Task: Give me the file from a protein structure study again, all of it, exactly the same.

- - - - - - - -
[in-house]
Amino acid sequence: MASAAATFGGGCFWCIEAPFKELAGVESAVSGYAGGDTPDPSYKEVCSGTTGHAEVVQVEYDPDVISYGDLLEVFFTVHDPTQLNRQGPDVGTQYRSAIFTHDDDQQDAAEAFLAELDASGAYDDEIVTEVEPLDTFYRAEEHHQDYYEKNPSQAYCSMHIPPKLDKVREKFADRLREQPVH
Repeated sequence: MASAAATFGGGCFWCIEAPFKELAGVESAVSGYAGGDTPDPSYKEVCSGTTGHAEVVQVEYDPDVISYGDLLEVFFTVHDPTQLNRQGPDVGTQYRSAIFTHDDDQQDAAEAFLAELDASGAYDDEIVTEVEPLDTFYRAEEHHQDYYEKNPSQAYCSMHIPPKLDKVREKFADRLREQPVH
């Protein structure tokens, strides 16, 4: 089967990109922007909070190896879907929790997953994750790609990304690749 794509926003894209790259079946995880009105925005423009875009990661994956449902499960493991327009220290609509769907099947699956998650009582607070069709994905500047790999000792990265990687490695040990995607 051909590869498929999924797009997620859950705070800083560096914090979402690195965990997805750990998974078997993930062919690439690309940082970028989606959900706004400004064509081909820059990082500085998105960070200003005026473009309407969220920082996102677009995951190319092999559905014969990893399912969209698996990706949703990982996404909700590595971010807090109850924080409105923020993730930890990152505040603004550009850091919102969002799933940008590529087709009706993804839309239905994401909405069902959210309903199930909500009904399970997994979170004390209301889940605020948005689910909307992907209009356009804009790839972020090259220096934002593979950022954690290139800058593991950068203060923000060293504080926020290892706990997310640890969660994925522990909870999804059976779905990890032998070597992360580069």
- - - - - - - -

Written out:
[in-house]
Amino acid sequence: MASAAATFGGGCFWCIEAPFKELAGVESAVSGYAGGDTPDPSYKEVCSGTTGHAEVVQVEYDPDVISYGDLLEVFFTVHDPTQLNRQGPDVGTQYRSAIFTHDDDQQDAAEAFLAELDASGAYDDEIVTEVEPLDTFYRAEEHHQDYYEKNPSQAYCSMHIPPKLDKVREKFADRLREQPVH
Repeated sequence: MASAAATFGGGCFWCIEAPFKELAGVESAVSGYAGGDTPDPSYKEVCSGTTGHAEVVQVEYDPDVISYGDLLEVFFTVHDPTQLNRQGPDVGTQYRSAIFTHDDDQQDAAEAFLAELDASGAYDDEIVTEVEPLDTFYRAEEHHQDYYEKNPSQAYCSMHIPPKLDKVREKFADRLREQPVH
């Protein structure tokens, strides 16, 4: 089967990109922007909070190896879907929790997953994750790609990304690749 794509926003894209790259079946995880009105925005423009875009990661994956449902499960493991327009220290609509769907099947699956998650009582607070069709994905500047790999000792990265990687490695040990995607 051909590869498929999924797009997620859950705070800083560096914090979402690195965990997805750990998974078997993930062919690439690309940082970028989606959900706004400004064509081909820059990082500085998105960070200003005026473009309407969220920082996102677009995951190319092999559905014969990893399912969209698996990706949703990982996404909700590595971010807090109850924080409105923020993730930890990152505040603004550009850091919102969002799933940008590529087709009706993804839309239905994401909405069902959210309903199930909500009904399970997994979170004390209301889940605020948005689910909307992907209009356009804009790839972020090259220096934002593979950022954690290139800058593991950068203060923000060293504080926020290892706990997310640890969660994925522990909870999804059976779905990890032998070597992360580069």